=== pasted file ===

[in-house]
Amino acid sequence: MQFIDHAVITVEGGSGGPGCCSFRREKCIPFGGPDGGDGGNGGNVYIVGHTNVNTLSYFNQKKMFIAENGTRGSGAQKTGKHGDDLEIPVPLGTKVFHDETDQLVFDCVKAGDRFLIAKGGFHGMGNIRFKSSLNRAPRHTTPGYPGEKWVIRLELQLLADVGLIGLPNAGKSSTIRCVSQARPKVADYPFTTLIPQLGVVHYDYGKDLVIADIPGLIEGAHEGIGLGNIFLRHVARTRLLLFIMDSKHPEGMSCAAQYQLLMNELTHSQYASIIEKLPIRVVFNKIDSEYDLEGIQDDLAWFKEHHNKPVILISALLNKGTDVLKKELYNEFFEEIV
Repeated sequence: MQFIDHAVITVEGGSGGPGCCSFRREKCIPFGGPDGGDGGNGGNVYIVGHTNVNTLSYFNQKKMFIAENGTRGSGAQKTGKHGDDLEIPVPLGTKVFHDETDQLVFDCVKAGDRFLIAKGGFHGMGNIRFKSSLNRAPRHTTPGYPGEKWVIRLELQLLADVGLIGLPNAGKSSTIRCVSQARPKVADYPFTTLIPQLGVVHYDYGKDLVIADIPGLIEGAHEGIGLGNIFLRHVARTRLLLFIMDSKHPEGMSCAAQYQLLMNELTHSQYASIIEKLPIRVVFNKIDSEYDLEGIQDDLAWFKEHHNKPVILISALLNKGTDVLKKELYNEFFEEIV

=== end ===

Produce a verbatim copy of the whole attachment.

[in-house]
Amino acid sequence: MQFIDHAVITVEGGSGGPGCCSFRREKCIPFGGPDGGDGGNGGNVYIVGHTNVNTLSYFNQKKMFIAENGTRGSGAQKTGKHGDDLEIPVPLGTKVFHDETDQLVFDCVKAGDRFLIAKGGFHGMGNIRFKSSLNRAPRHTTPGYPGEKWVIRLELQLLADVGLIGLPNAGKSSTIRCVSQARPKVADYPFTTLIPQLGVVHYDYGKDLVIADIPGLIEGAHEGIGLGNIFLRHVARTRLLLFIMDSKHPEGMSCAAQYQLLMNELTHSQYASIIEKLPIRVVFNKIDSEYDLEGIQDDLAWFKEHHNKPVILISALLNKGTDVLKKELYNEFFEEIV
Repeated sequence: MQFIDHAVITVEGGSGGPGCCSFRREKCIPFGGPDGGDGGNGGNVYIVGHTNVNTLSYFNQKKMFIAENGTRGSGAQKTGKHGDDLEIPVPLGTKVFHDETDQLVFDCVKAGDRFLIAKGGFHGMGNIRFKSSLNRAPRHTTPGYPGEKWVIRLELQLLADVGLIGLPNAGKSSTIRCVSQARPKVADYPFTTLIPQLGVVHYDYGKDLVIADIPGLIEGAHEGIGLGNIFLRHVARTRLLLFIMDSKHPEGMSCAAQYQLLMNELTHSQYASIIEKLPIRVVFNKIDSEYDLEGIQDDLAWFKEHHNKPVILISALLNKGTDVLKKELYNEFFEEIV